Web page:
Put yourself in your donor’s shoes.
Sometimes saying thank you is treated as an administrative (boring) necessity. It should be an integral part of building strong donor relationships.
But the really sad thing is it’s so easily fixed!
Think about the little cartoon above. If your thank you letter reads like a brochure about your organization and the great work you do, you’ve totally missed the point.
Thinking about it in more personal terms might help.
Take a little imaginative trip with me:
Your dear friend lives on the other side of the country. The day before your birthday, you receive a package you weren’t expecting.
Oh my gosh! It’s a wonderful, personal, PERFECT gift from your friend.
You’re not nearly so good at remembering birthdays. And you’re not sure you’d know the perfect gift even if you were. You’re so moved by the gift – and even more, by the thought. What a friend!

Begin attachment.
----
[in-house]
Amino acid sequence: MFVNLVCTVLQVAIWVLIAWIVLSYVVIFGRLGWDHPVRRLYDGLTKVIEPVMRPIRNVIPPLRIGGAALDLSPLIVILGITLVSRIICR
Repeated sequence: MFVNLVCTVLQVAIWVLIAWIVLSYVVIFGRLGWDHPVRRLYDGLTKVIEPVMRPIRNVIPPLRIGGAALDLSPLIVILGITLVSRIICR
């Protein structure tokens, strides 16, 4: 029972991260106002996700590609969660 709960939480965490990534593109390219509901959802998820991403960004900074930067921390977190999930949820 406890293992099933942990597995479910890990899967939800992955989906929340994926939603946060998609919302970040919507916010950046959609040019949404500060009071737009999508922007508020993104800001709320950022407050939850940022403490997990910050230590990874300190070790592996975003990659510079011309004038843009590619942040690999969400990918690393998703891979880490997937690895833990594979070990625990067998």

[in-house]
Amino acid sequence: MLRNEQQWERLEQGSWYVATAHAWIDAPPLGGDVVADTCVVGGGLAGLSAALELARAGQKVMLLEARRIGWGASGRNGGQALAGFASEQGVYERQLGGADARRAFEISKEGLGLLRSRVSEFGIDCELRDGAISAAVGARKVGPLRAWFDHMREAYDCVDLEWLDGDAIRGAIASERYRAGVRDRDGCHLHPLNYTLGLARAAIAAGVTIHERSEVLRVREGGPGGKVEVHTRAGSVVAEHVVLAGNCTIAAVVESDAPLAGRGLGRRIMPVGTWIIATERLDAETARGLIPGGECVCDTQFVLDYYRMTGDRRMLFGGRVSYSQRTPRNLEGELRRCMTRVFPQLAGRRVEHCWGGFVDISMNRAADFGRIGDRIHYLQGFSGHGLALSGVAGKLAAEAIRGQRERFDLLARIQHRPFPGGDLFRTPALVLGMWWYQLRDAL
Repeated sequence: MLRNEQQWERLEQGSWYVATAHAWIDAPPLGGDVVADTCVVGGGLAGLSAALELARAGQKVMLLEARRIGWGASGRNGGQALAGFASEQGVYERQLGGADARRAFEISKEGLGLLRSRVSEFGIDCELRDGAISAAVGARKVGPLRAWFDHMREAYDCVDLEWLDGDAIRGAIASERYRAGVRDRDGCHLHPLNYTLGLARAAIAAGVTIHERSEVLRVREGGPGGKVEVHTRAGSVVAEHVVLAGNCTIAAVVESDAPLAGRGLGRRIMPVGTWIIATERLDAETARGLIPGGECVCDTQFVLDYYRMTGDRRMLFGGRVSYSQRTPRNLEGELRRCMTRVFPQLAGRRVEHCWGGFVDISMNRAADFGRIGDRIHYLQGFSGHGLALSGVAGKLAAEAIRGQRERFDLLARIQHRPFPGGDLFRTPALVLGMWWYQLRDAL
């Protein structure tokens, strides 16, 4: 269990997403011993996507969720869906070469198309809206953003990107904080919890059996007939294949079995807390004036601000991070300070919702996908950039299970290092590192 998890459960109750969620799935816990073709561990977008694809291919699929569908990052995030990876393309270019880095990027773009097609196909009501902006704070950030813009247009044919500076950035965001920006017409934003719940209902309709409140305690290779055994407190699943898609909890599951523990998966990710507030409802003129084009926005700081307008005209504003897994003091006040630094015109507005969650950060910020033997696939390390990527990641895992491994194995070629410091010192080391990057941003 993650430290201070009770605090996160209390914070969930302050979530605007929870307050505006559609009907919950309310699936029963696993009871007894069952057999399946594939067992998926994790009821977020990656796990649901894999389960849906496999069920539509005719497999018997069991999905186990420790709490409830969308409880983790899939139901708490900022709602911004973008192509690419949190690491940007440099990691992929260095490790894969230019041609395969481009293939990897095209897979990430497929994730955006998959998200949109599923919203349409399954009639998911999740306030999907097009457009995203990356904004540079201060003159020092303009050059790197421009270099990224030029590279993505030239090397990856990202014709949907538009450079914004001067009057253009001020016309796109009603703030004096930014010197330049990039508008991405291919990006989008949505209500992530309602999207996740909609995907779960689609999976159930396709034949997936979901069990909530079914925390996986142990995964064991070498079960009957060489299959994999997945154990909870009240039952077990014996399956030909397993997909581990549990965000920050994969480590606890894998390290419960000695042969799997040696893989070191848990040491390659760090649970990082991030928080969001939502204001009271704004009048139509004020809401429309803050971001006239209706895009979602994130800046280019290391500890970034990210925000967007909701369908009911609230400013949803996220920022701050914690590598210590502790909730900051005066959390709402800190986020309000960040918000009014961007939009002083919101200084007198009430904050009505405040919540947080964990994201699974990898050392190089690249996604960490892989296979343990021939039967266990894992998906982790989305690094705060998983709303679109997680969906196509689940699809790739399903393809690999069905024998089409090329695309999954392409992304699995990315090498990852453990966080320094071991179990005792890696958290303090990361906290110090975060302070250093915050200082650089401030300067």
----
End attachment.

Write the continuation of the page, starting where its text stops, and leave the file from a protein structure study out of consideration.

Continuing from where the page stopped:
So the first thing you do is…
- Send a generic “thank you” greeting card with just your signature
- Pick up the phone
Yeah, you’d call.
And gush. And feel even more connected for the whole experience, right?
I know it’s not possible to pick up the phone after every gift.
But you can and should do that – right away – for the donors who are closest to you.
That doesn’t just mean the ones who send the biggest gifts.
Think about the ones who care the most – the loyal donors – whatever the size of their gift. (If a donor had been giving large gifts, but a change in income meant she could only afford smaller gifts, would you decide she cared less?)
And for the rest, you send a letter.
But not a letter about you.
A letter about THEM. How wonderful they are. What amazing things are going to happen because they were so generous. And how you’ll keep them up to date on what their gift makes happen.
The smile on your face when you get the gift? Your donor’s smile should be at least as big when you thank her.
That’s not a task. That’s your job – building relationships for your cause.